In This Same Way Babylon Will Sink,

Never to Rise Again

Jeremiah’s Eighth Symbolic Action

51: 59-64a

DIG: What was to be done with this message? Why? What message about Babylon was Seraiah to deliver to the exiles in Babylon? How is this scroll like the fate of Babylon? What overall picture of God do you get from this prophecy and the preceding ones? How is the Law of Double Reference used here?

REFLECT: How do you feel about God’s retribution against evil? Did the people of Babylon have a chance to see YHVH (see Romans 1:18-23)? Are they without excuse? If you were to create a symbolic action for your spiritual condition right now what would it be? Down the drain? In the desert? Soaring with the eagles? Confused?

These prophecies were made in 594-593 BC during the eleven-year reign of Zedekiah

The one main point to Yirmeyahu’s eighth symbolic action
(what might be called a parable in action) is that it summarizes everything
 the prophet has said concerning his prophecy about Babylon.

This is the word ADONAI spoke through Yirmeyahu the prophet concerning Babylon and the land of the Babylonians (50:1):

This is the message Jeremiah the prophet gave to the staff officer Seraiah, the brother of Jeremiah’s scribe Baruch (32:12), son of Neriah, the grandson of Mahseiah, when he went to Babylon with Zedekiah king of Judah in the fourth year of his reign (51:59). He was in charge of making sure that the provisions for King Zedekiah’s trip to Babylon were in order. This was the same year of the plot to rebel against Babylon (see Eq – Judah to Serve Nebuchadnezzar). Zedekiah probably had to make the trip to explain away the plots. The chameleon king probably figured that if Hananiah’s prophecy of a speedy return of the exiles from Babylon were true (see Et – The False Prophet Hananiah), it would be in his best interests to assure Nebuchadnezzar of his loyalty. Afterwards he was allowed to return to Judah and reign; but when Hananiah’s prophecy turned out to be false, Zechariah would rebel more overtly later.

But here, once again we see the Law of Double Reference. This law observes the fact that often a passage of a block of Scripture is speaking of two different persons or two different events that are separated by a long period of time. In the passage itself they are blended into one picture, and the time gap between the two persons or two events is not presented by the text itself. The fact that a gap of time exists at all is known because of other Scriptures. But in that particular text itself the gap of time is not seen. A good example of this law is some of the prophecies of the TaNaKh regarding the First and Second Coming of the Messiah. Often these two events are blended into one picture with no indication that there is a gap at all. Zechariah 9:9-10 is a good example of The Law of Double Reference. Verse 9 is speaking of the First Coming, but verse 10 is speaking of the Second Coming. These two comings are blended into one picture with no indication that there is a separation of time between them. Another example is Isaiah 11:1-5. Verses 1-2 speak of the First Coming, while verses 3-5 speak of the Second Coming. Again, the two are blended into one picture with no indication of a gap of time between the two. Because several of the prophetic passages follow this principle, it is good to know.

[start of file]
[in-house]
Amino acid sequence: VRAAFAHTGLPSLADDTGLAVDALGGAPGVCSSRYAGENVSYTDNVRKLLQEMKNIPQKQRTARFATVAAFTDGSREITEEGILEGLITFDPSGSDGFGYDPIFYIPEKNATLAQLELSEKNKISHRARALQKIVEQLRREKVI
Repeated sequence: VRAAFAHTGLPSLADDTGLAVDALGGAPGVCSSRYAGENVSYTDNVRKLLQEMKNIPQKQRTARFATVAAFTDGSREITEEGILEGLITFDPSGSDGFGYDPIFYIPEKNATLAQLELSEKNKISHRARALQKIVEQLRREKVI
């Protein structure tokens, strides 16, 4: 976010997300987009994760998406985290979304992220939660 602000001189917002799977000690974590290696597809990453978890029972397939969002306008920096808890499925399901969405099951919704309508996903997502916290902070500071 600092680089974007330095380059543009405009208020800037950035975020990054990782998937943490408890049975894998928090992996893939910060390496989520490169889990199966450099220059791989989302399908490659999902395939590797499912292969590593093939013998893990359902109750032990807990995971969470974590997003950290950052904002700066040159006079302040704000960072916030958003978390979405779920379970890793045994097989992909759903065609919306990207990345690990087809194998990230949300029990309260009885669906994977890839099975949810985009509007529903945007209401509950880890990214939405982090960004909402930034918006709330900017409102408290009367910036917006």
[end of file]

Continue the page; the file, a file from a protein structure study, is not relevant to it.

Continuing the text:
On the one hand, there was a near historical component to Jeremiah’s prophecy because a staff officer was taking a new scroll to Babylon in the fourth year of Zedekiah’s reign, and at that time the king of Babylon was Nebuchadnezzar. Yirmeyahu had written on a separate scroll about all the disaster that would come upon Babylon if she attacked Judah – all that had been recorded concerning Babylon. He said to Seraiah, “When you get to Babylon, see that you read all these words of this scroll aloud.

The audience that heard the reading was probably some of the exiles since it would have been extremely imprudent to declare such things openly in Babylon even if the event were some distance in the future.310 Both the written scroll and the verbal message by Seraiah were a “word” from the LORD. Then Jeremiah added a third “word.” When you finish reading, tie a stone to it and throw it into the Euphrates. Then say, ‘In this same way Babylon and her people will sink, never again to rise, because of the disasters I will bring upon her’ (51:60-61 and 63-64a NLT).”

Of all the things Jeremiah said or could have said, this was his last testimony to his people. It was a testimony that invited Judah to see the hidden power of God at work. Babylon would sink, facing a future with no Easter; while Y’hudah would rise. Jeremiah was told to tie a stone to it and throw it into the Euphrates, and when he obeyed, it symbolized the Babylonian empire that would also sink like that stone. The scroll was gone, but the promise of the scroll, and ADONAI who spoke through the scroll was still valid. No wonder the words of Yirmeyahu ended here. Nothing more needed to be said!311

But on the other hand, there was a far eschatological component to Yirmeyahu’s prophecy when Seraiah said: ADONAI, will destroy this place, so that neither people nor animals will live in it; it will be desolate forever (51:62). This did not happen when Cyrus captured Babylon in 539 BC (see Ez - A Message Against Babylon), but Babylon would be uninhabitable for people or animals during the messianic Kingdom (see the commentary on Revelation Er - Babylon Will Never Be Found Again) and continuing on into the Eternal State (see the commentary on Revelation Fq – The Eternal State).


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